Fat fliers should pay their own way, and not at my expense
Cathy Winston is not impressed that Airbus is proposing to shrink economy seats to make space for extra-wide aisles
Everyone’s got a nightmare plane story. But mine isn’t the screaming baby (that’s what earplugs and red wine were invented for). It’s not even the fury-inducing seat kickers (back row in front of the toilets solves that).
It’s the supersize neighbour.
I don’t suffer from a fear of flying, but a fear of fat fliers is high up the list. It’s not as if economy is known for being spacious even if you’re 5ft 3ins and a size 12 like me, but someone spilling over the armrests is a shortcut to long-haul misery.
Airbus are planning to steal my already-cramped space
So you’d think I’d be applauding Airbus for proposing extra-wide 20-inch aisle seats in their planes to combat this ever-increasing problem. Except that they’re planning to do this by stealing my already cramped space, cutting the middle and window seats down from a standard 18 inches to just 17.
And although the bigger seats are likely to cost more, who’s ready to bet that the airlines won't be cutting the cost of the ‘thin people’ seats as a result?
No wonder 84% of people thought it was unfair, according to a Skyscanner survey. I can only assume the other 16% were trapped in a tiny window seat and unable to accurately register their own rage.
In any case, who decides why someone's decided to pile on the pounds?
But it’s not enough to point a finger at the podgy and insist it’s their fault for not laying off the cake. Around half of British adults are overweight, while experts believe a third of the UK could be obese by 2020.
Besides, who’s to say why someone’s piled on the pounds? Can you tell by looking if it’s caused by a medical condition or massive meals? I can’t.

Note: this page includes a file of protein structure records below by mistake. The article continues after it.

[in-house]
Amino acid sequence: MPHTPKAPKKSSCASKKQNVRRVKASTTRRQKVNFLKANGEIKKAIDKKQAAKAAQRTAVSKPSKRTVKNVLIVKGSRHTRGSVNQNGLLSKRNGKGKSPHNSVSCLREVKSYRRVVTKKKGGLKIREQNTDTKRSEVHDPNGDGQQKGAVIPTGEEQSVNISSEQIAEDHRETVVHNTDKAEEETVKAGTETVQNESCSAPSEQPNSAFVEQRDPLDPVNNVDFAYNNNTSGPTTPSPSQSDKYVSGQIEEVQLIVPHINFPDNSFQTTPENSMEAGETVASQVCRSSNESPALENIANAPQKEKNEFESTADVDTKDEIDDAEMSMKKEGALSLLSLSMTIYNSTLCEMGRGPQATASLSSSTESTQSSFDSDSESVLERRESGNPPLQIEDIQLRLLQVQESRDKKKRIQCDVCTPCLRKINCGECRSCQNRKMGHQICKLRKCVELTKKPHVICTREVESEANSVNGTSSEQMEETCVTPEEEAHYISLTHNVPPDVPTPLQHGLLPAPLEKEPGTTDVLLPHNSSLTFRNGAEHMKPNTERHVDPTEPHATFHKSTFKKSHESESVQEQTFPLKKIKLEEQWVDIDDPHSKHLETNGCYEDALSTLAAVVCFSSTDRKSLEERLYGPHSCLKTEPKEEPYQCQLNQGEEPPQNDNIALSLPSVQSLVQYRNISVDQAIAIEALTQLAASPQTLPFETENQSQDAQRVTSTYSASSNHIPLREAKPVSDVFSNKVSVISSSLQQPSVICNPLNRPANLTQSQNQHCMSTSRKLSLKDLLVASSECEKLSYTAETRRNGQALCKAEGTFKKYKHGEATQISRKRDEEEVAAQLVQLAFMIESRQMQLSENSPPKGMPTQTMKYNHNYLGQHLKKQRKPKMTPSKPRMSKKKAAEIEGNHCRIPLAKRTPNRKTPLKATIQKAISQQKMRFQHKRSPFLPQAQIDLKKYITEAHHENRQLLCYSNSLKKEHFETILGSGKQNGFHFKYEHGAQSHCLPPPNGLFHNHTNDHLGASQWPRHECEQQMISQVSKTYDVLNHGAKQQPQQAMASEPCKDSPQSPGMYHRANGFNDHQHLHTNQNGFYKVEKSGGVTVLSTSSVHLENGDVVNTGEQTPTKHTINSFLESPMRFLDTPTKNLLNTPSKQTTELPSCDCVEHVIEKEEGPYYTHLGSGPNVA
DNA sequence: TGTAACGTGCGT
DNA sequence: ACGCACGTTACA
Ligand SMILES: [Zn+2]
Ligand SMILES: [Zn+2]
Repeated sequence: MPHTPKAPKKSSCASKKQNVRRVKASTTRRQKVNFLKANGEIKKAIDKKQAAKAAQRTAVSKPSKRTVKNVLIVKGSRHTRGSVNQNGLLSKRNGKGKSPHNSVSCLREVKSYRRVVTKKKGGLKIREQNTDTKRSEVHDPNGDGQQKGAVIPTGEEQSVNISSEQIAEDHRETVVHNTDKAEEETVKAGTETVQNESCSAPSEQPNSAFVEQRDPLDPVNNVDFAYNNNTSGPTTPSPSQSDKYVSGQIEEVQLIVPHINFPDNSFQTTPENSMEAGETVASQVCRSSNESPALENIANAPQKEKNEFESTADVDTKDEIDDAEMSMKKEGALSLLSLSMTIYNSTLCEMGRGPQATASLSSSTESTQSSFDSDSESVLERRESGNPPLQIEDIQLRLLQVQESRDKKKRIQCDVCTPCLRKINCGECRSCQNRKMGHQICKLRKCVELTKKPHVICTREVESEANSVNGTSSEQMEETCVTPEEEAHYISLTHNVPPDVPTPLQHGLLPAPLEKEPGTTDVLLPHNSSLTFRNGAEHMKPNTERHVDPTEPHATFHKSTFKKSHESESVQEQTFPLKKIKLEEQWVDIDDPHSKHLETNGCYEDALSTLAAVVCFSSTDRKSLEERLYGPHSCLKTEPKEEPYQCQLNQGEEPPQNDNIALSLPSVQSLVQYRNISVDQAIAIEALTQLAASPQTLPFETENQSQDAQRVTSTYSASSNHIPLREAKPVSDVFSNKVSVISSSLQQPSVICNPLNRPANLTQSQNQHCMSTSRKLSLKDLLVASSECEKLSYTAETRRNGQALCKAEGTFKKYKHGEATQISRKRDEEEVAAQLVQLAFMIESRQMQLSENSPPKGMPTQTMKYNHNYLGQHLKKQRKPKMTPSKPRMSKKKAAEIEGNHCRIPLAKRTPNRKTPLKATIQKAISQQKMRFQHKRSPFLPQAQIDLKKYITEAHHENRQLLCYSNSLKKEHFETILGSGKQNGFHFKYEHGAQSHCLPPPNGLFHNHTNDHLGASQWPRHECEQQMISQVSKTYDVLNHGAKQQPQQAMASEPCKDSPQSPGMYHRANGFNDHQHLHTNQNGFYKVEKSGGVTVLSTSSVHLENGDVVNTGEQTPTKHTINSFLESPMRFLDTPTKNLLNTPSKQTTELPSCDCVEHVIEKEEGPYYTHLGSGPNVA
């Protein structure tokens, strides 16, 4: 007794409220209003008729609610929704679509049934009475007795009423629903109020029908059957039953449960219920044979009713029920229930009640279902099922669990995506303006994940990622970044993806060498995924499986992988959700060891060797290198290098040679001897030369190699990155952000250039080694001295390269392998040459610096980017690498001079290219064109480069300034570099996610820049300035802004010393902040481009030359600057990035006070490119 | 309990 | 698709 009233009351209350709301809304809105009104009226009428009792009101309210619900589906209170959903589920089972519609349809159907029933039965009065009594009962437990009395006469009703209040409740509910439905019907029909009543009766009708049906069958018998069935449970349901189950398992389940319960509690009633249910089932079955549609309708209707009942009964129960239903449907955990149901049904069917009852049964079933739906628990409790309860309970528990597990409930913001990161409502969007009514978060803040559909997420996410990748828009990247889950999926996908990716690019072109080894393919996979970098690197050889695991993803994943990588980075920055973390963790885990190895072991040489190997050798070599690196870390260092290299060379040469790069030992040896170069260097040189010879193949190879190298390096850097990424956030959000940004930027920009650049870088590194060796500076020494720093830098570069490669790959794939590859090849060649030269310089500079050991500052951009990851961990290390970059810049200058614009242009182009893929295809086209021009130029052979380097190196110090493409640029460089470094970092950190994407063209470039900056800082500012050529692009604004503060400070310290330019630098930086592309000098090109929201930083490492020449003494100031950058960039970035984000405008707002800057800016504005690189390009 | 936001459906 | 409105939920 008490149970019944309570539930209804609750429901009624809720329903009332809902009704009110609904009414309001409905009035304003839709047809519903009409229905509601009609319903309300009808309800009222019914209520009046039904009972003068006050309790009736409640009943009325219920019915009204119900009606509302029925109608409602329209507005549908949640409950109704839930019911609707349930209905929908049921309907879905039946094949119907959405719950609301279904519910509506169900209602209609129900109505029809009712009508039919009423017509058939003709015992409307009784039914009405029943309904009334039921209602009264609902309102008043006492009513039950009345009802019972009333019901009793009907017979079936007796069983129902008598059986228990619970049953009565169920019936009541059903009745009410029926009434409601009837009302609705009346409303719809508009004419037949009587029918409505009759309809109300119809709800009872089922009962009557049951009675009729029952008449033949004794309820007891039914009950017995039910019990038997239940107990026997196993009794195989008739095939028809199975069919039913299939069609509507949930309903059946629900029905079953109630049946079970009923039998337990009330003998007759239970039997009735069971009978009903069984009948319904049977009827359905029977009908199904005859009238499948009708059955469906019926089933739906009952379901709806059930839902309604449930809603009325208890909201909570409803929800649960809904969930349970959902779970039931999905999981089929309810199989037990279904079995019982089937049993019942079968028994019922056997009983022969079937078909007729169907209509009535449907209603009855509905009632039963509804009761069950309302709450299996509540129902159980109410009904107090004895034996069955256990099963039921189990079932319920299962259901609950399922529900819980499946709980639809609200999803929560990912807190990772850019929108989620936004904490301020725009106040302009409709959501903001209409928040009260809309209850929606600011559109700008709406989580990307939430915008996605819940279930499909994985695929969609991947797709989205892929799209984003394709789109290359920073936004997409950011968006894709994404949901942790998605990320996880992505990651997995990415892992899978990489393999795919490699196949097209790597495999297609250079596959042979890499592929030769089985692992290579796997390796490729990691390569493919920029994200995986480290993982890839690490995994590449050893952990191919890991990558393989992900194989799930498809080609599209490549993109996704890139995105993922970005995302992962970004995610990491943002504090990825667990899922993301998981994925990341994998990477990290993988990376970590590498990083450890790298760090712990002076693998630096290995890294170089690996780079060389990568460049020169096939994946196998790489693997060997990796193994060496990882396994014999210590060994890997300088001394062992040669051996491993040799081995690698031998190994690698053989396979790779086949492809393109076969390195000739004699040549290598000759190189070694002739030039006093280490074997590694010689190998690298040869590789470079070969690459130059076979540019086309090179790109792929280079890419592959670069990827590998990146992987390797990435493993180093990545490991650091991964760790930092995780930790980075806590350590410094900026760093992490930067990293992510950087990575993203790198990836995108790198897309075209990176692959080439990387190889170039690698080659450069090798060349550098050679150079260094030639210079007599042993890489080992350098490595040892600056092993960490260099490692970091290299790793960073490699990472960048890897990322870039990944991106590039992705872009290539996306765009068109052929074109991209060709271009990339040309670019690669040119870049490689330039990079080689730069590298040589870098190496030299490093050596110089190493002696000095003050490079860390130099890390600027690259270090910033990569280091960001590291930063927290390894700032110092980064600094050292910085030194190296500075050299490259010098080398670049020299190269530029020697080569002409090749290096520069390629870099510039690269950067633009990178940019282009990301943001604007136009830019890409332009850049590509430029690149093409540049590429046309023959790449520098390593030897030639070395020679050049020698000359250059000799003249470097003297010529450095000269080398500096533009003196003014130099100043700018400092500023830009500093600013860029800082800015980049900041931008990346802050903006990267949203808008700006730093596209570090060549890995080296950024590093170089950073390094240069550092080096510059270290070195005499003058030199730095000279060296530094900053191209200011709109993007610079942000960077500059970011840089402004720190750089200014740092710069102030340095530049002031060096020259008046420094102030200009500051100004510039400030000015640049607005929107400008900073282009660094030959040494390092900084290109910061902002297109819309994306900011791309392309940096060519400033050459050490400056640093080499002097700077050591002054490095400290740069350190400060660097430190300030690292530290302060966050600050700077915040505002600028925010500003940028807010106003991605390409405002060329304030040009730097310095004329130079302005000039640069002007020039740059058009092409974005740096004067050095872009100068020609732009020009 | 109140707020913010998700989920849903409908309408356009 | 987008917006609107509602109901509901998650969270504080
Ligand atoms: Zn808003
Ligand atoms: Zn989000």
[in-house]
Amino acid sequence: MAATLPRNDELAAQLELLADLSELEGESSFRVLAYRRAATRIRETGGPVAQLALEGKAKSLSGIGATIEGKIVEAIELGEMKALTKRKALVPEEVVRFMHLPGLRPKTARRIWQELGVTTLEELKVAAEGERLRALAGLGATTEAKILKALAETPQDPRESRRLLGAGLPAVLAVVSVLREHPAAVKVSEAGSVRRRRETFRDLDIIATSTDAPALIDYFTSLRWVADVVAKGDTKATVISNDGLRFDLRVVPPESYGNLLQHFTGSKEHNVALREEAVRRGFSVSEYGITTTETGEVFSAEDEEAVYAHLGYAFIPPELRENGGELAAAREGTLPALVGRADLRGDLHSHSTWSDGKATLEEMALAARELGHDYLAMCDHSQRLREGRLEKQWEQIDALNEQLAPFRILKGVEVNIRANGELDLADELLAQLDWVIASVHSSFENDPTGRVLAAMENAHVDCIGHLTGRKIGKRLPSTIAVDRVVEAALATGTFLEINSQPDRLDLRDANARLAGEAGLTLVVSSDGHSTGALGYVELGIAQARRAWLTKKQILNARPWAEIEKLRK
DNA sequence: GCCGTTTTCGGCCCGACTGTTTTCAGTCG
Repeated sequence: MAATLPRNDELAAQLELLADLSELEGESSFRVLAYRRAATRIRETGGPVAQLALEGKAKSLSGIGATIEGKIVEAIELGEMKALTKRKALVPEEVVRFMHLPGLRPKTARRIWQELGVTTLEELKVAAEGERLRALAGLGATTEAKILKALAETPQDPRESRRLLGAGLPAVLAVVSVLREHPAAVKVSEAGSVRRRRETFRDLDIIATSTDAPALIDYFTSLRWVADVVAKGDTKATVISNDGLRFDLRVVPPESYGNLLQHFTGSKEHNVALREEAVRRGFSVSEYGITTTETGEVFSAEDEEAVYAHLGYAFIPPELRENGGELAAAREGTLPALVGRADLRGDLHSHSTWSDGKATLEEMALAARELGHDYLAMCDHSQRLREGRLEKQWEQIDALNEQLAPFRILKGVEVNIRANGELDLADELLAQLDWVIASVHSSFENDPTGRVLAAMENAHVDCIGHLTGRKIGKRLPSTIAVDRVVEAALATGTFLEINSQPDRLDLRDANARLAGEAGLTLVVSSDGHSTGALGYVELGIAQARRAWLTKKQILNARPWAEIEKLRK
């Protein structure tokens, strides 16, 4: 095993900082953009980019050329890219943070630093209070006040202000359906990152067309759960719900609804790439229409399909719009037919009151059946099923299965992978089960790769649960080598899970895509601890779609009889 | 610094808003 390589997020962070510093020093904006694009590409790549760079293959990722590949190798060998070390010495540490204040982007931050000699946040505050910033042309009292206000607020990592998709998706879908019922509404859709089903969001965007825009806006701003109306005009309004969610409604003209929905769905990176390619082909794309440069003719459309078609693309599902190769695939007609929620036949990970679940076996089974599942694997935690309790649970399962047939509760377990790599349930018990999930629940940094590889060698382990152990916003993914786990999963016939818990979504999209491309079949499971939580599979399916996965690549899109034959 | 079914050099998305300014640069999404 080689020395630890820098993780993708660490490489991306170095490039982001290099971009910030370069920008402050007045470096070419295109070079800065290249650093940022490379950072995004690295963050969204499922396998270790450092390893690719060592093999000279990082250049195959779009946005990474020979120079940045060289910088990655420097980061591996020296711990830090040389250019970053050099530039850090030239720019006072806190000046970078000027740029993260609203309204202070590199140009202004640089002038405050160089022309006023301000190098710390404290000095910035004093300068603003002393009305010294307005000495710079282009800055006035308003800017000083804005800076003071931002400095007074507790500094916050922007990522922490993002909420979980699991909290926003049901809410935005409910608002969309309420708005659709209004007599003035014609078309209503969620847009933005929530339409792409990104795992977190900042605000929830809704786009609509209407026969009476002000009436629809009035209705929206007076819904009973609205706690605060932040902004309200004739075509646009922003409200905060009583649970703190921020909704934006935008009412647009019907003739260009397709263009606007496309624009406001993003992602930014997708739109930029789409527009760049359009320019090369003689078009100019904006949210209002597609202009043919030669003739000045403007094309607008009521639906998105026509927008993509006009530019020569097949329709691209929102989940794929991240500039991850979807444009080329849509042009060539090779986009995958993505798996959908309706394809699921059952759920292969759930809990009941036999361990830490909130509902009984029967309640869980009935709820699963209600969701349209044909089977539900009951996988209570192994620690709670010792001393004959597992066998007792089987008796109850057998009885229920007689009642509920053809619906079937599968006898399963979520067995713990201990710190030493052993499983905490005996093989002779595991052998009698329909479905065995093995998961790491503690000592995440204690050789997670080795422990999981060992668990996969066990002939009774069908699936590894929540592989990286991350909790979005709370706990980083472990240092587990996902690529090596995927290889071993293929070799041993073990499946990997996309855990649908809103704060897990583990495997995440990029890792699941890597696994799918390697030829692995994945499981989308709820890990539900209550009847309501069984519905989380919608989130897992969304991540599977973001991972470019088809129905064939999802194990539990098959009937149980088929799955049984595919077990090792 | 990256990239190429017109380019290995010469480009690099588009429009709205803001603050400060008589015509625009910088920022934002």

And who makes the rules? The check-in assistant having a bad day who thinks you’re the wrong side of curvaceous, or the airline which decides it’s going to start weighing passengers along with their suitcases. That’ll really be the icing on the cake of the airport experience.
As Ryanair already considered a fat tax in 2009, potentially including women over 15 stone, before deciding online check-in made it too complicated to collect, and Southwest airlines famously threw director Kevin Smith off a plane in 2010 when his size apparently made him a ‘safety risk’, I don’t hold out too much hope for a sympathetic policy.
It’s not enough just to say the biggest Brits should diet or pay up. Airlines need to work out a solution for people who won’t fit into normal seats. But in the meantime, they can keep their hands off mine.
Cathy Winston has visited 55 countries (so far) and is already plotting journeys to the other 141. In between ignoring her unpacking, she's written for publications including National Geographic Traveller and the Independent, as well as starting her own blog, www.mummytravels.com.
Follow Cathy Winston on Twitter @cathywinston.
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